|Parent company||Universal Music Group|
|Country of origin||United States|
Mercury Records was an American record label that had significant success as an independent operation in the 1940s and 1950s, and that later was owned by Philips, PolyGram, and Universal Music Group. In the United States, it operated through Island Records; in the United Kingdom, it was distributed by EMI Records.
Since the separation of Island Records, Motown, Mercury Records, and Def Jam Recordings combining the Island Def Jam Music Group, Mercury Records has been placed under Island Records, although its back catalogue is still owned by the Island Def Jam Music Group (now Republic Records, EMI Records and Island Records).
The success of Mercury Records has been attributed to the use of alternative marketing techniques to promote records. The conventional method of record promotion used by major labels such as RCA Victor, Decca Records, and Capitol Records was dependent on radio airplay, but Mercury Records founder Irving Green decided to promote new records using jukeboxes, instead. By lowering promotion costs, Mercury Records was able to compete with the more established record labels.
Mercury Record Corporation was formed in Chicago in 1945 by Irving Green, Berle Adams, Ray Greenberg, and Arthur Talmadge. They were a major force in jazz and blues, classical music, rock and roll, and country music recordings. Early in the label's history, Mercury opened two pressing plants, one in Chicago and the other in St. Louis, Missouri. With the use of automatic presses and providing 24-hour turnaround, they aimed for direct competition with the major recording labels, Columbia, Decca, Capitol, and RCA Victor.
By hiring two promoters, Tiny Hill and Jimmy Hilliard, they penetrated the pop market with names such as Frankie Laine, Vic Damone, Tony Fontane, and Patti Page.
In 1946, Mercury hired Eddie Gaedel, an American with dwarfism, most notable for participating in a Major League Baseball game, to portray the "Mercury Man", complete with a winged hat similar to its logo, to promote Mercury recordings. Some early Mercury recordings featured a caricature of him as their logo.
In 1947, Jack Rael, a musician and publicist/manager, persuaded Mercury to let Patti Page (whom he managed) record a song that had been planned to be done by Vic Damone, "Confess". The budget was too small for them to hire a second singer to provide the "answer" parts to Page, so at Rael's suggestion, she did both voices. Though "overdubbing" had been used occasionally on 78-rpm discs in the 1930s, for Enrico Caruso and Elisabeth Schumann recordings, among others, this became the first documented example of "overdubbing" using tape, and Patti Page, along with rival Capitol Records artists Les Paul and Mary Ford, became some of the artists best known for the use of this technique.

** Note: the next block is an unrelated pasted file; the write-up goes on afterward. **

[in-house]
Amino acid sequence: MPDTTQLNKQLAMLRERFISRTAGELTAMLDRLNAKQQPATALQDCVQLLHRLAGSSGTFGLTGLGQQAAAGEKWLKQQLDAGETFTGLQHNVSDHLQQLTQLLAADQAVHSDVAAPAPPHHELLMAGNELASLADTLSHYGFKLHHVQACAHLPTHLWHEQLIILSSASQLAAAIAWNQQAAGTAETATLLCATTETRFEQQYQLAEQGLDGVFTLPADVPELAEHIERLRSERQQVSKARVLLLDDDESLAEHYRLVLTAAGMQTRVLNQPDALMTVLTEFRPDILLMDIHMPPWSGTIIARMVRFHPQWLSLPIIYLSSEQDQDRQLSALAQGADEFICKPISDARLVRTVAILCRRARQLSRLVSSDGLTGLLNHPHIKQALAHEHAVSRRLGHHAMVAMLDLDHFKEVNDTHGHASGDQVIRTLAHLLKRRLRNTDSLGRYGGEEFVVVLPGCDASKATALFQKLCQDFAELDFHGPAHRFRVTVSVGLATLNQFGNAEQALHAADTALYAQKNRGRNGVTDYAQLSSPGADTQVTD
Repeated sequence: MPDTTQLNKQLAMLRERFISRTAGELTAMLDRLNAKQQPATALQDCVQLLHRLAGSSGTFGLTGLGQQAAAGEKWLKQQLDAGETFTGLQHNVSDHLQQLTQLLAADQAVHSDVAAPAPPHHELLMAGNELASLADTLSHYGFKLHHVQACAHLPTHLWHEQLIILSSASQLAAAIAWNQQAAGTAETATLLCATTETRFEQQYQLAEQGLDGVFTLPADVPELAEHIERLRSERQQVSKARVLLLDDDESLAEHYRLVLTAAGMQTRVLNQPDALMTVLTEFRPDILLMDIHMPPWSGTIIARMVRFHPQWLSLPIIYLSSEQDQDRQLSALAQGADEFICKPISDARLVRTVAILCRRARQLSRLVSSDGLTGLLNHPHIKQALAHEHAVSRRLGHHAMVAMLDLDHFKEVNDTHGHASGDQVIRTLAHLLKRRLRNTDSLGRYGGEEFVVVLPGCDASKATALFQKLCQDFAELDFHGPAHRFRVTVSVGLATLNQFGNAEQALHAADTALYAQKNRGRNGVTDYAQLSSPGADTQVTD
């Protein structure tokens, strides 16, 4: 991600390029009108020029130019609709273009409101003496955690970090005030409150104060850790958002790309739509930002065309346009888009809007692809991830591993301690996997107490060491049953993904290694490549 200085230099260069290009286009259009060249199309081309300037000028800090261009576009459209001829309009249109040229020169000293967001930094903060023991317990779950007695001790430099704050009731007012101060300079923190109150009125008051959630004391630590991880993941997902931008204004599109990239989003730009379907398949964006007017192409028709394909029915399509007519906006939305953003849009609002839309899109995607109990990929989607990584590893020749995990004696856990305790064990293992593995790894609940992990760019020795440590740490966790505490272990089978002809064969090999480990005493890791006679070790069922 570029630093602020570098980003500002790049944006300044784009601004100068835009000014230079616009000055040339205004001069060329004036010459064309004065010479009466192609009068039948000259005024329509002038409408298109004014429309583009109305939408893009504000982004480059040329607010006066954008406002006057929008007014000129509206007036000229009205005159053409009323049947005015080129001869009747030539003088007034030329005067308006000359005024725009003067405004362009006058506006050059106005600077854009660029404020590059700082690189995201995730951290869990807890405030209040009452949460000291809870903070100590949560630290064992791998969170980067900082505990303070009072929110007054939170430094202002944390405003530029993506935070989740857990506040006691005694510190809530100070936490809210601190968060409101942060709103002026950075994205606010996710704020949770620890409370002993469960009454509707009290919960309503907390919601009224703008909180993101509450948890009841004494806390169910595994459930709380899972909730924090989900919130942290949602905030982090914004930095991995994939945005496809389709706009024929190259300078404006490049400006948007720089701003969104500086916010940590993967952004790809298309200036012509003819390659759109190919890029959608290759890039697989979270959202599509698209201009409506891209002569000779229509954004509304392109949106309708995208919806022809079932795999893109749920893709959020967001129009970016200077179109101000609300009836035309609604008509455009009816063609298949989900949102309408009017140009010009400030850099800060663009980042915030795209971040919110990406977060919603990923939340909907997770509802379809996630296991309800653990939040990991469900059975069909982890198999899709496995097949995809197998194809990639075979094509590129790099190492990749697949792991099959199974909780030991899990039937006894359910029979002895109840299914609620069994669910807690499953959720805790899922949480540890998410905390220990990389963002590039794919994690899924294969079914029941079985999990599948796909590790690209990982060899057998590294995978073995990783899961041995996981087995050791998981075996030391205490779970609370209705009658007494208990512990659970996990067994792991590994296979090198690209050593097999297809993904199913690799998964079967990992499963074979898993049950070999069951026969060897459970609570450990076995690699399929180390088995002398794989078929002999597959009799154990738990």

The company released an enormous number of recordings under the Mercury label, as well as its subsidiaries (Blue Rock Records, Cumberland Records, EmArcy Records, Smash Records, and Wing Records, later via Fontana Records and Limelight Records after being absorbed by Philips). In addition, they leased and purchased material by independent labels and redistributed them.
Under their own label, Mercury released a variety of recording styles from classical music to psychedelic rock. Its subsidiaries, though, focused on their own specialized categories of music.
John Hammond brought his expertise and connections when Mercury bought Keynote Records in the late 1940s. Mercury, under its EmArcy label, released LPs by many post-swing and bebop artists, including Clifford Brown and Max Roach, Clark Terry, Dinah Washington, Nat and Cannonball Adderley, Ernestine Anderson, Sarah Vaughan, Maynard Ferguson, Jimmy Cleveland, Herb Geller, and others. By the early 1960s, Mercury was releasing jazz under the flagship label. Highlights of the early and mid-1960s included albums by Quincy Jones, Buddy Rich, Cannonball Adderley, Charles (then called Charlie) Mingus, Dinah Washington, Sarah Vaughan, Max Roach, and others.
In the early 1950s, Norman Granz founded his own record company, Norgran Records, which later became Verve, and was purchased by MGM Records in 1961, later acquired by Polygram. Both Mercury and Verve are now owned by Universal Music Group, and Mercury's jazz library falls under the Verve division. Since the early 1990s, Verve has reissued many Mercury jazz titles on CD. In addition, Mosaic Records in Stamford, Connecticut, has issued several box sets spotlighting the Mercury and Verve recordings of multiple artists, including Max Roach, Roy Eldridge, Dizzy Gillespie, and Buddy Rich.
In 1961, Philips, a Dutch electronics company and owner of Philips Records, which had lost its distribution deal with Columbia Records outside North America, played a key role in Mercury's future by signing an exchange agreement with the American Record Company. A year later, Mercury was sold to Consolidated Electronics Industries Corp. (Conelco), which was an affiliate of Philips under its U.S. Trust division; in 1963, Mercury switched British distribution from EMI to Philips.
In 1962, Mercury began marketing a line of phonographs made by Philips bearing the Mercury brand name.
In July 1967, Mercury Records became the first U.S. record label to release cassette music tapes (Musicassettes).
In 1969, Mercury changed its corporate name to Mercury Record Productions Inc., while its parent Conelco became North American Philips Corp. (NAPC) after Philips bought control of the company.